The regulations require that the responsible person must prepare a plan for each floor of their building. The floor plans must, together, identify the location of all lifts and identify if the lift is one for use by firefighters or an evacuation lift. Note that a high-rise residential building is defined as one that is at least 18m above ground level or having at least seven storeys.

The regulations go on to state that responsible persons in relation to high-rise residential buildings must:

  1. Undertake monthly routine checks of lifts for use by firefighters, evacuation lifts and essential firefighting equipment within the building.
  2. Where any fault is identified with a lift for use by firefighters, evacuation lift or piece of essential firefighting equipment, take steps to rectify the fault.
  3. Where a fault identified under paragraph (2) cannot be rectified within a 24-hour period beginning with the time the fault is identified, must, as soon as reasonably practicable
  4. Report the fault to the local fire and rescue authority by electronic means; and
  5. Report the rectification of the fault to the local fire and rescue authority by electronic means when it has been rectified.
  6. Make a record of the monthly checks undertaken pursuant to this regulation and make that record accessible to the residents of the building.

It should be noted that the Fire Safety Regulations discuss other key firefighting equipment within the building as well as lifts.

The most obvious interpretation of the regulation would require that these checks be carried out by the maintenance provider. This being the case, it may require a revision of maintenance contracts, as many current contracts will only allow for visits on a less frequent basis. Current contracts that are of a more basic variety may be carrying unresolved or unseen issues, where previous faults or worn components have not been addressed due to budget constraints. More immediately, the Regulation requires the identification of all existing firemans, firefighting and firefighters lifts on an RP’s portfolio.

The Building Safety Act 2022

The Building Safety Act was written to overhaul existing regulations and set out a pathway on how residential buildings will be built, maintained, and made safe. While setting out new duties and responsibilities for regulators, building owners, and accountable persons, it is very much an enabling Act, designed to lead to further, more specific regulations. It also puts in place a framework for the future establishment of industry and residential committees, tasked with providing advice and input into all matters relating to building safety. 

In the case of these higher-risk buildings, the Act requires accountable persons to take ‘all reasonable steps’ to prevent a building safety risk materialising as regarding the part of the building for which they are responsible. Where such a risk does materialise, they must reduce the severity of any resulting incident. This ties in with those clauses from The Fire Safety Regulations in that the materialising of a building safety risk could be the result of a failure of the firefighters lift. And though that failure could be a one-off occurrence, it could equally be the consequence of historical underinvestment.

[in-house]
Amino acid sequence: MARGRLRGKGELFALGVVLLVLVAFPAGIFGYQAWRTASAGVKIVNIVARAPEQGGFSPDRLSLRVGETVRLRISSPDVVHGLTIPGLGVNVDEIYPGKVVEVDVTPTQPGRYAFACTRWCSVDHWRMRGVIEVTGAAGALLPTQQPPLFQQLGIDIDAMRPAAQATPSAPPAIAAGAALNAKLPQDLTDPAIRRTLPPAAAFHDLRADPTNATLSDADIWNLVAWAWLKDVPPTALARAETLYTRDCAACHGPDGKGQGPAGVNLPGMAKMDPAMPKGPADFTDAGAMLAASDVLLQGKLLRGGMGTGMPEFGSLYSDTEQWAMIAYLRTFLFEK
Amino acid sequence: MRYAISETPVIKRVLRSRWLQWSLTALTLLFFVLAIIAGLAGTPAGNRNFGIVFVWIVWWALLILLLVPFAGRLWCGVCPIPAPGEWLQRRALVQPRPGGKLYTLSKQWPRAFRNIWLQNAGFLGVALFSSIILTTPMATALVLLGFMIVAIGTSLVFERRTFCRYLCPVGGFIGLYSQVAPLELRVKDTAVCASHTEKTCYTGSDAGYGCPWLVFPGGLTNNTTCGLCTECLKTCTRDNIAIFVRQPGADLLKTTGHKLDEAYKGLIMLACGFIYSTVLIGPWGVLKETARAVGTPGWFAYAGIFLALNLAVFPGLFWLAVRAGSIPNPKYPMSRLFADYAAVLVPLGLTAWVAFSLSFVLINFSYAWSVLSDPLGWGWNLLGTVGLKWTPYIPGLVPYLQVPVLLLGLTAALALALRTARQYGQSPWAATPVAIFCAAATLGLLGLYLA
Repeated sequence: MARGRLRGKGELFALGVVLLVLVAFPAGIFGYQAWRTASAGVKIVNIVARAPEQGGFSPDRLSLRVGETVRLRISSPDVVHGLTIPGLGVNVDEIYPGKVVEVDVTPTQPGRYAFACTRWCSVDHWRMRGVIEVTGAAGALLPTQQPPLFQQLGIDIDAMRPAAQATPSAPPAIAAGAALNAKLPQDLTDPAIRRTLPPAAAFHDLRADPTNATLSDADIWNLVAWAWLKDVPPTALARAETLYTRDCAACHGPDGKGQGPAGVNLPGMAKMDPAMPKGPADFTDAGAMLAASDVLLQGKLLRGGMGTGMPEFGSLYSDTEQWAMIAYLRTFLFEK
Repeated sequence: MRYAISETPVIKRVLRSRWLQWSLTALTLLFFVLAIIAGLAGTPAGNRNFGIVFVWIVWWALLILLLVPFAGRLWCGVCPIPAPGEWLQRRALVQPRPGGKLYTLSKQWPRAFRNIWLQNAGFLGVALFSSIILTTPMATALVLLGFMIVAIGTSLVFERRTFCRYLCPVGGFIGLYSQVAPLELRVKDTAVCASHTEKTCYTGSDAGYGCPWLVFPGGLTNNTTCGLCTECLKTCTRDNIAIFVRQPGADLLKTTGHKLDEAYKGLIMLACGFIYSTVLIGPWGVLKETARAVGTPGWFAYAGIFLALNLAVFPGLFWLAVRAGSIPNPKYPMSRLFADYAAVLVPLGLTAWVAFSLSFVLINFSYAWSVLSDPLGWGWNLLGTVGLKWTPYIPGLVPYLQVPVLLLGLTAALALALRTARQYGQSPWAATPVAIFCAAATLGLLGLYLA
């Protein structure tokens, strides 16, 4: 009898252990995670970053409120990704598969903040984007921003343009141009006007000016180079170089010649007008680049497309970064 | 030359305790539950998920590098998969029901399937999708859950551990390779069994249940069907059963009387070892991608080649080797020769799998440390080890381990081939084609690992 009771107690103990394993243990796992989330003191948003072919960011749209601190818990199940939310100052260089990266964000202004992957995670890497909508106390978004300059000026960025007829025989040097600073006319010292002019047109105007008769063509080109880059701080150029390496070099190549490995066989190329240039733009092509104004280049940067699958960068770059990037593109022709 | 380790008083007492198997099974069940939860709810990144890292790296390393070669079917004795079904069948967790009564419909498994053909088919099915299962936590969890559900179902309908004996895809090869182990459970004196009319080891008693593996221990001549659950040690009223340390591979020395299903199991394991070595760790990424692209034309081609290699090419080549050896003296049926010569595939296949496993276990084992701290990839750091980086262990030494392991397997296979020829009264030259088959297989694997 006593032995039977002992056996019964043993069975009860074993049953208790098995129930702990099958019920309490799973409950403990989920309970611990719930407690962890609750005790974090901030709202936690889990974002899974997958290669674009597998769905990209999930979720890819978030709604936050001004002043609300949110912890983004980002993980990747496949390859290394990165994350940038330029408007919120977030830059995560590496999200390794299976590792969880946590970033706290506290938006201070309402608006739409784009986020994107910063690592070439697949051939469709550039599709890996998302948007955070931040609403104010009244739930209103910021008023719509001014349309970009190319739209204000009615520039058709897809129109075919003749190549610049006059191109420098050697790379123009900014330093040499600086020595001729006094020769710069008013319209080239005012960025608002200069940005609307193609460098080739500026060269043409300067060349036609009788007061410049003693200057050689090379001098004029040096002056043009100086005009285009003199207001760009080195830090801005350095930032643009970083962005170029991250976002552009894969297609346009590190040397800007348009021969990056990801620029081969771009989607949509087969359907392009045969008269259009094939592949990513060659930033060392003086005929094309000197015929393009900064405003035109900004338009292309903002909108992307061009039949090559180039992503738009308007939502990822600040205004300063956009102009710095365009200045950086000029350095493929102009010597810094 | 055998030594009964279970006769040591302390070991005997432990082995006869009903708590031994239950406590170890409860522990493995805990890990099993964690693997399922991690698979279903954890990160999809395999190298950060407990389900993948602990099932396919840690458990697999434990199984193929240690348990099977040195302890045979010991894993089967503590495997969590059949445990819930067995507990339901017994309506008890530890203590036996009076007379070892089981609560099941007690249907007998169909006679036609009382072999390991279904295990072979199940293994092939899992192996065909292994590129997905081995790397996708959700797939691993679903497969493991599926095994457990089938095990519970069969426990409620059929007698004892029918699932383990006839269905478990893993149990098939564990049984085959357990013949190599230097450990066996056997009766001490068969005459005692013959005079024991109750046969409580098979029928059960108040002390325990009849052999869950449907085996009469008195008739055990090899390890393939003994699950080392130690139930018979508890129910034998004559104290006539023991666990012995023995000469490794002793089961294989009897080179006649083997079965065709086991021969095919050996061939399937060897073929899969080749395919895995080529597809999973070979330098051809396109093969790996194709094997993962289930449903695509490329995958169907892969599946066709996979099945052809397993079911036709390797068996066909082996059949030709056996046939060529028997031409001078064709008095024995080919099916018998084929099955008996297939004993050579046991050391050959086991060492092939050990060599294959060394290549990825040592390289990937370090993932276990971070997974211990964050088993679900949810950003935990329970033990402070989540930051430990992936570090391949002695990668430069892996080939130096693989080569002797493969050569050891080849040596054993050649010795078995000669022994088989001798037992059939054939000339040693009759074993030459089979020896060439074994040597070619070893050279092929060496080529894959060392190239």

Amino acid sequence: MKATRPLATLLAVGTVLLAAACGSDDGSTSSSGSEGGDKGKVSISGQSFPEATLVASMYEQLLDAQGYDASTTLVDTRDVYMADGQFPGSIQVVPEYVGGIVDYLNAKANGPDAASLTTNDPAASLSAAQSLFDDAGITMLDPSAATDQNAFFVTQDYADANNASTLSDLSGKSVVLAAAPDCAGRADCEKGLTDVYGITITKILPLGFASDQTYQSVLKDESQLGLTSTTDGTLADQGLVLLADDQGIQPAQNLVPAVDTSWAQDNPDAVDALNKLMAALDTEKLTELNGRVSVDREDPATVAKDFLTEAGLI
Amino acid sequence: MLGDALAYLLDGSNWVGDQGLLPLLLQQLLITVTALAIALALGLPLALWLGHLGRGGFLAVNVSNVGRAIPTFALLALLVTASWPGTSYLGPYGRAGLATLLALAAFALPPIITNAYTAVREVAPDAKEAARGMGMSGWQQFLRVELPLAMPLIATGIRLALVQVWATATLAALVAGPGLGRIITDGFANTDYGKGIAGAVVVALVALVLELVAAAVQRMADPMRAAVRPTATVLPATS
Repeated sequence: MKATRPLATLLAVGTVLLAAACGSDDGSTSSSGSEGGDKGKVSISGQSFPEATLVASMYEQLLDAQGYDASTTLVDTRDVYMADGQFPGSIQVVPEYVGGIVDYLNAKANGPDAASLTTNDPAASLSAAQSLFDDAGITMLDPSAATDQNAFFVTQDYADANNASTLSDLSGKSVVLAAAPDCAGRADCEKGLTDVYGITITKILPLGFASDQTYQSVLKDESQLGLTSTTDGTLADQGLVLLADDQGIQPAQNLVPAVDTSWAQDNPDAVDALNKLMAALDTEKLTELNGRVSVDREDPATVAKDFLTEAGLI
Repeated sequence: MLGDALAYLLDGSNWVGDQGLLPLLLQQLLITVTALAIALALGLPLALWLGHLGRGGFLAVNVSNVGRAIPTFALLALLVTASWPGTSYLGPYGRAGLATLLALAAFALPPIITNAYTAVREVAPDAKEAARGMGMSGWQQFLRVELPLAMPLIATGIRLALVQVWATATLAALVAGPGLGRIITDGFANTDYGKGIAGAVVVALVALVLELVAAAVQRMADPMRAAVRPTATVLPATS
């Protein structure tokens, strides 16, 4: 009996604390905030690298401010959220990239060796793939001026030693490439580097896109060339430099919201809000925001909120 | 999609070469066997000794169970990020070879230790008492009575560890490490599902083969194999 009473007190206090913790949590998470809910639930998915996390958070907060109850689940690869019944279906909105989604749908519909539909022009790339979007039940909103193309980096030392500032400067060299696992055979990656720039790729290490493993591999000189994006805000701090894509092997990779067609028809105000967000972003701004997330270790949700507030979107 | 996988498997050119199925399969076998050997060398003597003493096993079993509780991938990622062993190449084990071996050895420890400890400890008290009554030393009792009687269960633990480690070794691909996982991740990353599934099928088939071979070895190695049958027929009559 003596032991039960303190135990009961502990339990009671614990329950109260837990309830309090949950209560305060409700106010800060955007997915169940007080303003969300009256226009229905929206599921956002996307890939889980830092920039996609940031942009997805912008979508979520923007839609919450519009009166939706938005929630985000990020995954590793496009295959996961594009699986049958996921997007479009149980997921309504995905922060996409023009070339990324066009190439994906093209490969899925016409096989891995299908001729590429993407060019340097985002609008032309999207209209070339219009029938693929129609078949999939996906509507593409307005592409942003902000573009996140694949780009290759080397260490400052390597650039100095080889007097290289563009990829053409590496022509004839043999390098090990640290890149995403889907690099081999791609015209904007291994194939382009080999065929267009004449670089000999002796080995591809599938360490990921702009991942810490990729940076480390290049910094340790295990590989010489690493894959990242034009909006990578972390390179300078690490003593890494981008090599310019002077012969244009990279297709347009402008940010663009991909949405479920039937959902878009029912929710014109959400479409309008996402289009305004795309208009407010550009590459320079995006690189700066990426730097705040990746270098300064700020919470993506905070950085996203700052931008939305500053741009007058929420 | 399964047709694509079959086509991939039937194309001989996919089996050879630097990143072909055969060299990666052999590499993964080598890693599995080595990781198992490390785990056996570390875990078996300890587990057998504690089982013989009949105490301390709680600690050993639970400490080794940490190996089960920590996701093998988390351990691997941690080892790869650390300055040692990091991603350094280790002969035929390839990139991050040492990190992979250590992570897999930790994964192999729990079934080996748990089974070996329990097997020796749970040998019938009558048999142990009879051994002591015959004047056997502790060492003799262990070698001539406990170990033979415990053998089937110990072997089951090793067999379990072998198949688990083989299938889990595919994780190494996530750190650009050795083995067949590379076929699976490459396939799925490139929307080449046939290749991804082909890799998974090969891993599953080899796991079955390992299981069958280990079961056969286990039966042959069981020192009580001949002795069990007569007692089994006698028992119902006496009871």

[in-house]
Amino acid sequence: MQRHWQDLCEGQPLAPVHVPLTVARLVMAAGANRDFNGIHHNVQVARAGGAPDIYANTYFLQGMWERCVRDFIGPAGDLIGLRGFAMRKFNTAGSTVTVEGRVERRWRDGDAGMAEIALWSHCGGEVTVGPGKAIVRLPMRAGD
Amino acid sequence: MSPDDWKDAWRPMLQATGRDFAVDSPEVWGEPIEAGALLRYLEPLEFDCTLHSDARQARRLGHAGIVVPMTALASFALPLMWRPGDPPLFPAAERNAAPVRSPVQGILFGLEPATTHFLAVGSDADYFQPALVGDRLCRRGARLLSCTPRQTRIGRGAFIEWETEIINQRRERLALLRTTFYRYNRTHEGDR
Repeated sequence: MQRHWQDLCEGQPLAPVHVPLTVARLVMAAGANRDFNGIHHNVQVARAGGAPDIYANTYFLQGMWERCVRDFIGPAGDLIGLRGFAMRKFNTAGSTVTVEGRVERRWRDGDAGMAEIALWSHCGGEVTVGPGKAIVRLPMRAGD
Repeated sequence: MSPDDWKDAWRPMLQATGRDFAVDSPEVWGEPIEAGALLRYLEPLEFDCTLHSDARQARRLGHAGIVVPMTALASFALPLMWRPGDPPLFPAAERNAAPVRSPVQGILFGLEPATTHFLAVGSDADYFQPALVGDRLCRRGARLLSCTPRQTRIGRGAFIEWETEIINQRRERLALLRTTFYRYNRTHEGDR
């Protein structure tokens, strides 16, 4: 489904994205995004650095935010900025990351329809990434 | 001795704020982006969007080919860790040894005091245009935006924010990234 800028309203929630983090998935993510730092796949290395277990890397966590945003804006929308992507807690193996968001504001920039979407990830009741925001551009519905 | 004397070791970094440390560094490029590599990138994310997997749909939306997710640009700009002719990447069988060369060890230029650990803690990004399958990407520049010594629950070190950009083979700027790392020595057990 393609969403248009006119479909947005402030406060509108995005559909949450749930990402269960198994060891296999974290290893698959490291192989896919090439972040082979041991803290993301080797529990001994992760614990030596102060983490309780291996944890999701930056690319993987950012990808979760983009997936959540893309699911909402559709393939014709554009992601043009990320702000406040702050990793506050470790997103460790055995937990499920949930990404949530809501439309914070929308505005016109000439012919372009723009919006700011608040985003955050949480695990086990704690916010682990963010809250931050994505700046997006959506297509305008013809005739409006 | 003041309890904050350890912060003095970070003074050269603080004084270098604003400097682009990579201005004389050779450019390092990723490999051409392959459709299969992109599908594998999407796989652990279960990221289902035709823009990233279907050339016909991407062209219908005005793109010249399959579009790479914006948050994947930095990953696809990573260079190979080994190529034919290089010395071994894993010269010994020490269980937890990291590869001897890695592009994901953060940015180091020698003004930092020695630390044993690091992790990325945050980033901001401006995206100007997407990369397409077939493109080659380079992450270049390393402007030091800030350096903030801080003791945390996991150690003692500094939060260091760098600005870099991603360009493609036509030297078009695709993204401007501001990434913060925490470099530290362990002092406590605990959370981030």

The requirement for record keeping has been in place for some time through other legislation such as the Lift Regulations, LOLER and the Provision and Use of Work Equipment Regulations (PUWER). The Building Safety Act now attaches the responsibility for retaining the documentation to the accountable person and makes it a criminal offence if the information cannot be provided when requested by an ‘authorised officer’. The new Act reiterates the requirement for the accountable person for a high-rise building to ‘keep prescribed information up to date’, keeping ‘copies of prescribed documents in accordance with prescribed standards’.

What should you do?

The Building Safety Act will facilitate the introduction of further legislation that deals more specifically with each element of the building safety. However, in the meantime we would recommend that responsible/accountable persons:

  • Identify any existing lifts for use by firefighters or evacuation lifts on your portfolio.
  • Identify where within each building they are located. Also identify which of those buildings feature a permanent or semi-permanent onsite building maintenance or management team.
  • Ensure that all documentation for those lifts is complete and up to date.
  • Review the current maintenance regime and consider whether it is sufficient to ensure continued reliable operation.
  • Look at the age and condition of any identified lifts and consider whether investment, modernisation or renewal is needed to ensure future service. A condition survey, undertaken by a professional such as a consultant, may be an option.
  • Become familiar with the features of your firefighting and evacuation lifts and how they are enabled.

Full implementation of The Fire Safety Regulations takes place on Monday 23 January 2023. By then responsible or accountable persons should have identified any firefighters or evacuation lifts within their buildings, moved these lifts onto a monthly inspection / maintenance regime and correlated maintenance and inspection records together with other key certification.

If you have concerns regarding the implementation of the Act and Regulations, contact us at ILECS and we can advise on the steps you can take to ensure you remain compliant.